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Barn Burning Essay | Critical Essay #2

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Critical Essay #2

Yunis is professor of Languages and Literature at The College of St. Scholastica. In the following essay, she discusses Faulkner's narrative technique in "Barn Burning."

Faulkner's short story "Barn Burning" poses a problem for me as a reader in that the narrator seems in several instances more intent upon explaining and justifying Abner's barn-burning than in registering the pain his family suffers in the context of these fires. The often quoted fire-building passage provides a good illustration:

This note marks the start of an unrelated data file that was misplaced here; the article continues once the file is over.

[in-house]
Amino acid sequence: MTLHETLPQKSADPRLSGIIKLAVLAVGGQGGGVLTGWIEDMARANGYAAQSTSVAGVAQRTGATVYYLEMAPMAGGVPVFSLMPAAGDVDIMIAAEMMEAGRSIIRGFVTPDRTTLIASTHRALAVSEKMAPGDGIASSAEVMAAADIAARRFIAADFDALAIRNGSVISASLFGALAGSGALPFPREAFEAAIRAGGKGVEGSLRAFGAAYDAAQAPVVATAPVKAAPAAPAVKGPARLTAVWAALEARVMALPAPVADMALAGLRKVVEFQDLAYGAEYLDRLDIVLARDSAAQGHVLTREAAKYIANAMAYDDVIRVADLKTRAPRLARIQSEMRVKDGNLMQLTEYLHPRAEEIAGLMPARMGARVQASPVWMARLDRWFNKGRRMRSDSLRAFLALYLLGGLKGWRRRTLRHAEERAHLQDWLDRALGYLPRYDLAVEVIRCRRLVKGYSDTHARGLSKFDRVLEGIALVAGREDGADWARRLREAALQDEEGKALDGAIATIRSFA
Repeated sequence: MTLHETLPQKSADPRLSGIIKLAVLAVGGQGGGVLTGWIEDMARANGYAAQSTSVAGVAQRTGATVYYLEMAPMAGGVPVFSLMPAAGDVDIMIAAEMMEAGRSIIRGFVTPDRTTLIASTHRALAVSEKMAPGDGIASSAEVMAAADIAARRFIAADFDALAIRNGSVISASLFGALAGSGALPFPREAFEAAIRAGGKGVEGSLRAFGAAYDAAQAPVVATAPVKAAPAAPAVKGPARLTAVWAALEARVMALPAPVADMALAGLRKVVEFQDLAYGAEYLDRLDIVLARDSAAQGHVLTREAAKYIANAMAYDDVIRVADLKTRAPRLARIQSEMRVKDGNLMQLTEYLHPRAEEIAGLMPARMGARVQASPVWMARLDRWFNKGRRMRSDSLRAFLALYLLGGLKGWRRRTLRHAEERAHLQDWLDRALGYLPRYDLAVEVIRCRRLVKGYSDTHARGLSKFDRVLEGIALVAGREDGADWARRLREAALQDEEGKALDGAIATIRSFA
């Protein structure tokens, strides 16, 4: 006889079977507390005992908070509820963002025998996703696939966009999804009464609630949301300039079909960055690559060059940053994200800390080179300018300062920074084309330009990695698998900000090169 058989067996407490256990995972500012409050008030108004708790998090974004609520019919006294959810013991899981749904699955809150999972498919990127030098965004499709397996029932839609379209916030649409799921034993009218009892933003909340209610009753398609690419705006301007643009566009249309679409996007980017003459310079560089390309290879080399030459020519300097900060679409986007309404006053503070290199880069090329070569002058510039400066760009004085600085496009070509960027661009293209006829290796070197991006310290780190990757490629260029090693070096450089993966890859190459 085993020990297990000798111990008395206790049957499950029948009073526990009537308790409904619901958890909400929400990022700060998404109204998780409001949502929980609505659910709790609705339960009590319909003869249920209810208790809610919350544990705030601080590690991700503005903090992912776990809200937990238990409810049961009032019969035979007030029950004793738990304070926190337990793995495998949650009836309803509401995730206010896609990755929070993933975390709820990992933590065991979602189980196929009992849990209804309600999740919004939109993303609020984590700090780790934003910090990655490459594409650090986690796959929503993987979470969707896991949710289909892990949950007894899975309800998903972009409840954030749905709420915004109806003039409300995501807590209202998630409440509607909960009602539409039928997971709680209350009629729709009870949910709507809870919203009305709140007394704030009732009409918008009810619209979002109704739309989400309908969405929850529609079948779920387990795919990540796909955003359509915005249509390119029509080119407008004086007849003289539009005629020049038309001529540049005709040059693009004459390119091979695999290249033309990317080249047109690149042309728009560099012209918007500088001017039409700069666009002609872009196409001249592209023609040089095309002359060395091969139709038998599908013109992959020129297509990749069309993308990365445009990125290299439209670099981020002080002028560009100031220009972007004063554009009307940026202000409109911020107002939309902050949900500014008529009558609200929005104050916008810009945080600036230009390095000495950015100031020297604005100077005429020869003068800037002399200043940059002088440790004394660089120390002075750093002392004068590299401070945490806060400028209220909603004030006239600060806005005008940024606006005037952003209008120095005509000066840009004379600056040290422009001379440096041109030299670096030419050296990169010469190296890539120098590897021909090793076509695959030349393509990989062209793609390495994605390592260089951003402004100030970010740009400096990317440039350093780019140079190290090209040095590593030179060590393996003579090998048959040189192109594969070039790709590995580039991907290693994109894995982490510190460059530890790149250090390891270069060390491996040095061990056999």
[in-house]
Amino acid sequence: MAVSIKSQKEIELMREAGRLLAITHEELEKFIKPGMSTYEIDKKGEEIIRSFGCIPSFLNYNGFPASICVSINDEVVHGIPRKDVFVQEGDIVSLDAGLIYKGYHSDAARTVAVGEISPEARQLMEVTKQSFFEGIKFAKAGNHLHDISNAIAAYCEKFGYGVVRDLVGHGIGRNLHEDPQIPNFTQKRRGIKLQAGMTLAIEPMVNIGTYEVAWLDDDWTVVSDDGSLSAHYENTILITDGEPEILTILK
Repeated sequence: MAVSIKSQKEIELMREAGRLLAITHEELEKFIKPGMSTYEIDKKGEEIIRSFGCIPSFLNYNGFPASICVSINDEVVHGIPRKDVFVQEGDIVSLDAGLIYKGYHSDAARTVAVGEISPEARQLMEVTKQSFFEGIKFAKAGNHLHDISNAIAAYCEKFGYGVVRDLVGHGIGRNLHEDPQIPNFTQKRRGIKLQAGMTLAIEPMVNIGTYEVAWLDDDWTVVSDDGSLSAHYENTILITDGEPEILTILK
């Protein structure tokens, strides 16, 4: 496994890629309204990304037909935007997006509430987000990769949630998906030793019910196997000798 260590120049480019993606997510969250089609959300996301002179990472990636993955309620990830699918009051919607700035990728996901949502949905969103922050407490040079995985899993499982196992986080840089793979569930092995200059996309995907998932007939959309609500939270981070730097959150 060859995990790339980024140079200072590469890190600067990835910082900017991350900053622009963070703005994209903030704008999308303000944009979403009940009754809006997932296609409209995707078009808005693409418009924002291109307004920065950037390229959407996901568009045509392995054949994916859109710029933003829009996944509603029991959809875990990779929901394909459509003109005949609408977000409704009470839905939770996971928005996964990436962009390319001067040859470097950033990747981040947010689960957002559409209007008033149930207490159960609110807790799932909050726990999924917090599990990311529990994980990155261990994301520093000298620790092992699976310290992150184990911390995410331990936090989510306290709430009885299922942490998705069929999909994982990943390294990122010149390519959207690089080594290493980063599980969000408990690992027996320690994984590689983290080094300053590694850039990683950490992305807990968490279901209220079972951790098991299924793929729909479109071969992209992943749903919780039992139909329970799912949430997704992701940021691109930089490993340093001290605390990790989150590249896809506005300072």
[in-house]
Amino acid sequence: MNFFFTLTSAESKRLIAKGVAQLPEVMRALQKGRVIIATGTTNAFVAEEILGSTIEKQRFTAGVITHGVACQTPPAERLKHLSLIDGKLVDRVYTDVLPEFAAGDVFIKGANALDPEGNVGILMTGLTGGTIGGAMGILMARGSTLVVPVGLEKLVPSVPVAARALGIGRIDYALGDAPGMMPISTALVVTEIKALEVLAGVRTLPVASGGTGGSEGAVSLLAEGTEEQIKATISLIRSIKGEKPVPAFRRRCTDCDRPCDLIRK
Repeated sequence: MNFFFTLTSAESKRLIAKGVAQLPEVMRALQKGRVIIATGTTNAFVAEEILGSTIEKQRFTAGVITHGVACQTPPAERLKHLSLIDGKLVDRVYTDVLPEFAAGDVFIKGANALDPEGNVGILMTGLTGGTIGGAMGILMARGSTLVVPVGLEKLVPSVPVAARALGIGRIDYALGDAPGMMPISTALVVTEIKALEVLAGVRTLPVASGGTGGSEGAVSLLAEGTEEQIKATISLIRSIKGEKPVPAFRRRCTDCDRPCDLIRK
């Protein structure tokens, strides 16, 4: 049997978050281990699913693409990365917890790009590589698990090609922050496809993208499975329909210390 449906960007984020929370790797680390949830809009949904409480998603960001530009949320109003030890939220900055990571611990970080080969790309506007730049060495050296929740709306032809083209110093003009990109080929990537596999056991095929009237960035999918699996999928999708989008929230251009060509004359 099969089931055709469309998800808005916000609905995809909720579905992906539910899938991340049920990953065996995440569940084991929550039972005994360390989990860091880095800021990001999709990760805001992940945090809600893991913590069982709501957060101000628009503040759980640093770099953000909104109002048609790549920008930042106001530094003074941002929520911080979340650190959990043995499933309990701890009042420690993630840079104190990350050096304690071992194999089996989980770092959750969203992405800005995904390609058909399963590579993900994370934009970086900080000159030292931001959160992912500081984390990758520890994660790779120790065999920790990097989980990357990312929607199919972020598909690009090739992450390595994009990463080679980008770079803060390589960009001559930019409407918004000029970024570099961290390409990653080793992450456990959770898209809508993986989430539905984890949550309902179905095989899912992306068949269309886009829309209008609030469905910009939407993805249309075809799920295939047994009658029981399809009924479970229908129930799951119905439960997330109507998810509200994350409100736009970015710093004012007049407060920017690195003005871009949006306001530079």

The nights were still cool and they had a fire against it, of a rail lifted from a nearby fence and cut into lengths—a small fire, neat, niggard almost, a shrewd fire; such fires were his father's habit and custom always, even in freezing weather. Older, the boy might have remarked this and wondered why not a big one; why should not a man who had not only seen...

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This section contains 4,059 words
(approx. 14 pages at 300 words per page)
Purchase our Barn Burning Study Guide
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Barn Burning from BookRags and Gale's For Students Series. ©2005-2006 Thomson Gale, a part of the Thomson Corporation. All rights reserved.
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